Both signals have mostly the same noise. The noise is at least several times higher in frequency and usually several times lower in amplitude.

The phase angle will be less than 5 degrees.

The bad news is both the frequency of the fundamental and its waveform vary somewhat with time.

In this particular situation has anyone ever tried integrating both signals at least once reduce the noise and to eliminate multiple crossings and then to obtain several phase angles / cycle to average?

The accuracy doesn't need to be better than +/- 20% of the phase angle. In other words, in absolute terms the phase angle may need to be good down to 0.1 degrees but the error relative to the phase angle can be large.

Both signals have mostly the same noise. The noise is at least several times higher in frequency and usually several times lower in amplitude.

The phase angle will be less than 5 degrees.

The bad news is both the frequency of the fundamental and its waveform vary somewhat with time.

In this particular situation has anyone ever tried integrating both signals at least once reduce the noise and to eliminate multiple crossings and then to obtain several phase angles / cycle to average?

The accuracy doesn't need to be better than +/- 20% of the phase angle. In other words, in absolute terms the phase angle may need to be good down to 0.1 degrees but the error relative to the phase angle can be large.

Each integrator will add a -6 dB/octave frequency rolloff, and 90 degrees of phase lag, to your signal. A filter can leave your signal essentially unchanged, so long as you're not too close to the cutoff frequency. Integrators also have that little (or enormous) problem with zero offset, mathematically the "constant of integration."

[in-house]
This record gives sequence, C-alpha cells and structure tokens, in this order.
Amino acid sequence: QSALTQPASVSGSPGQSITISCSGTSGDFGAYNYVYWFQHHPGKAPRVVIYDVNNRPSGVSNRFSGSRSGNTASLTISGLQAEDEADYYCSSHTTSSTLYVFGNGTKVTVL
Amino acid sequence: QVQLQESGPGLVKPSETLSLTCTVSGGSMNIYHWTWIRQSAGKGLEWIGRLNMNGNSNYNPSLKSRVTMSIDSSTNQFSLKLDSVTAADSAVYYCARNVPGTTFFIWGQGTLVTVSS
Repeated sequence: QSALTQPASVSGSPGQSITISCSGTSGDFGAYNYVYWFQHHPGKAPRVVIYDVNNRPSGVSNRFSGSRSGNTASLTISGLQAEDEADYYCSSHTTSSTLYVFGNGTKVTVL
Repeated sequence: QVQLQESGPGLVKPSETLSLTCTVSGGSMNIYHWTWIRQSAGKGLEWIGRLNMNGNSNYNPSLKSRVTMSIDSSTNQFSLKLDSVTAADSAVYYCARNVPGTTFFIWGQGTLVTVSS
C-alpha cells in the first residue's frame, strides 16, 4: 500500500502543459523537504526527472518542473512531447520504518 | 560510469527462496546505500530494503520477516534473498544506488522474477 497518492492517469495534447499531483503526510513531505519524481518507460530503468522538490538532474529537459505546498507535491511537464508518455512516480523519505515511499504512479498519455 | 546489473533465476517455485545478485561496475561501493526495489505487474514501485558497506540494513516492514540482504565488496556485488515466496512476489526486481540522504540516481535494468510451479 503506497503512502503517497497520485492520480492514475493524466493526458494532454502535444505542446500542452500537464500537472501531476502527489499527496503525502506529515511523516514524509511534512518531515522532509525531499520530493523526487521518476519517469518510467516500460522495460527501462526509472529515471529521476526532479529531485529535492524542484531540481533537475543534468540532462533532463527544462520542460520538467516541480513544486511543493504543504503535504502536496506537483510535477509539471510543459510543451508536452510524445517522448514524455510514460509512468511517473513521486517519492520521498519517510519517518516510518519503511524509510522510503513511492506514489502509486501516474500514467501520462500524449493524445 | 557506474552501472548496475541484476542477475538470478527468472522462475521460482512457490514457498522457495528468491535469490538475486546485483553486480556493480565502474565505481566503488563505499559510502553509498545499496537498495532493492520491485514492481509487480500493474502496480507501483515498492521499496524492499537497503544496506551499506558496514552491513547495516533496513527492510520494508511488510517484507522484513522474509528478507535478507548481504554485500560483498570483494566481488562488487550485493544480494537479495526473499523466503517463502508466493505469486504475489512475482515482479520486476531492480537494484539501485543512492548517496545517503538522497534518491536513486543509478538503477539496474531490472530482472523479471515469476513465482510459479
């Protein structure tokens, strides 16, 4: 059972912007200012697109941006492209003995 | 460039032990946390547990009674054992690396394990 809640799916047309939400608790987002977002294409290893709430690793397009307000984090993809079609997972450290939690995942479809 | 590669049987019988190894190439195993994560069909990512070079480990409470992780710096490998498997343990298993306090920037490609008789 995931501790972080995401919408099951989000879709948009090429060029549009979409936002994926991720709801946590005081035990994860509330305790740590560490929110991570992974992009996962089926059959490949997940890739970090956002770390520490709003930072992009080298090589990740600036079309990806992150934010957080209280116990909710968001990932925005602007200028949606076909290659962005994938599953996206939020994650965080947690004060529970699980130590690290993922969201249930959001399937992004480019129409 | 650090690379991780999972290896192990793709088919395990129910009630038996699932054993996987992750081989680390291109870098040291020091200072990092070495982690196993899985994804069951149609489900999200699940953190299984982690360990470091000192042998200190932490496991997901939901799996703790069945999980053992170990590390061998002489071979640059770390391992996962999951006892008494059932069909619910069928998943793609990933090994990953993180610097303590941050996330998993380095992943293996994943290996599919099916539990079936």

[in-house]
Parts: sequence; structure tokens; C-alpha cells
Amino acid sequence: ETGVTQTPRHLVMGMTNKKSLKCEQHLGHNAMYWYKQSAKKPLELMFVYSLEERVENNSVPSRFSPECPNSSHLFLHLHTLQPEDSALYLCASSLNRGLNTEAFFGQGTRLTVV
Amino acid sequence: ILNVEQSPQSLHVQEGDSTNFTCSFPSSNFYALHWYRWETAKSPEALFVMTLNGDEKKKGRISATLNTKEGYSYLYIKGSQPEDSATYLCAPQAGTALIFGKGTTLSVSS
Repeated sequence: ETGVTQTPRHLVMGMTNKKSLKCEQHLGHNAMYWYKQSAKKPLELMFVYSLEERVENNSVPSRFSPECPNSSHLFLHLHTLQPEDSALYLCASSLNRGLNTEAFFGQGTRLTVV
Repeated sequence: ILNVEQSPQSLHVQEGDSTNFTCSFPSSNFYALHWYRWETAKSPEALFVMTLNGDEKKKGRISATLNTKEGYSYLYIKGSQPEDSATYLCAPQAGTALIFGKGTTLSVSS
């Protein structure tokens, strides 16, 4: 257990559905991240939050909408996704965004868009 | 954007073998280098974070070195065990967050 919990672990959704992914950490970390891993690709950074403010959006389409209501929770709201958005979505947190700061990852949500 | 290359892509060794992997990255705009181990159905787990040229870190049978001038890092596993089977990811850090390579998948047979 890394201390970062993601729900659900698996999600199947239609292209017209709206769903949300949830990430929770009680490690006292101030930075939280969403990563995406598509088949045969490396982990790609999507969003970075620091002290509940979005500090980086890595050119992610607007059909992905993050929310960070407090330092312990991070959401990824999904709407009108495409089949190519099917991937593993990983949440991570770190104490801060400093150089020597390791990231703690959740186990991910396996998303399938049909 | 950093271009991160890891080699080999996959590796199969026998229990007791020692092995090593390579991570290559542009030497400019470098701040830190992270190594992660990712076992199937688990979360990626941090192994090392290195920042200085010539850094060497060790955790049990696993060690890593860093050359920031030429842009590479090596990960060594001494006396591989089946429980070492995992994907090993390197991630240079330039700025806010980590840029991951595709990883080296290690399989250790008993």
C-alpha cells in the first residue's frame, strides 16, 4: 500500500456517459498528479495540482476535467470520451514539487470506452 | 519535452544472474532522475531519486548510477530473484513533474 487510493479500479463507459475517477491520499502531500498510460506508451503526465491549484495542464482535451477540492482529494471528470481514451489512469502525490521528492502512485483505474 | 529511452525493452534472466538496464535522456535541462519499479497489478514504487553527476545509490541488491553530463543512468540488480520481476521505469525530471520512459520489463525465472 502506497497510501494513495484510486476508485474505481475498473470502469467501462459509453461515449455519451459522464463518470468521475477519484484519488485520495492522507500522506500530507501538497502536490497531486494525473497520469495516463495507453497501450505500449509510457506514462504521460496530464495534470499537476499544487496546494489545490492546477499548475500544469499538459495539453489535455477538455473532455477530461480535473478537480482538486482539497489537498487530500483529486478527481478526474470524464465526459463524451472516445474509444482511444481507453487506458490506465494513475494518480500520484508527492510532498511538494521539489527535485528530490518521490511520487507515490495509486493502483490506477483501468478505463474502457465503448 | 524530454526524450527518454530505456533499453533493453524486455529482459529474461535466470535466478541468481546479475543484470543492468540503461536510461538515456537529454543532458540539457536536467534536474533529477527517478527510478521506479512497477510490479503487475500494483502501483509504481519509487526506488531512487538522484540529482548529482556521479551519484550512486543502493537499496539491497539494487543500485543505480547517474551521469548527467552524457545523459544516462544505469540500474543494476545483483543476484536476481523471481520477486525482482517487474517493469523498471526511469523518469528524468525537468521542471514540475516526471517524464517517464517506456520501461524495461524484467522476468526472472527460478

Both signals need to be integrated so the lags should cancel out when determining the phase angle.

Those constants should cancel out as well.

The problem with integration is it kind of like dead reckoning. If you try to go too far with too many integrations completely blind with no channel markers you might end up in the wrong ocean.

That won't be an issue if the number of cycles and integrations is low enough and landing anywhere between San Diego and LA is OK.

If I understand correctly, two signals are A =3D a1 * sin( w*t + p1) + noise B =3D a2 * sin(w*t + p2) + noise2

and what is wanted is a measure of the phase difference, p1-p2, which is presumed to be small?

That's relatively easy. First, you need to know 'a1' and 'a2'; this can be done by computing the RMS average value of A and B (ignore noise for this part). Then, note that the average of the product

So, to find out the phase difference is a straightforward matter IF you can average (i.e. time-integrate over a known period) A*B as well as measure amplitudes (time-integrate over a known period A**2 and B**2).

Correcting the amplitudes is the goal but some kind of iterative approach should home in to give a good phase angle as well as good amplitudes.

First you get a rough estimate of the amplitudes. Then you get an estimate of the phase angle and then use that to correct for the amplitudes and so on.

Actually once or twice will probably be good enough since it is a small correction, at most a few percent from the original.

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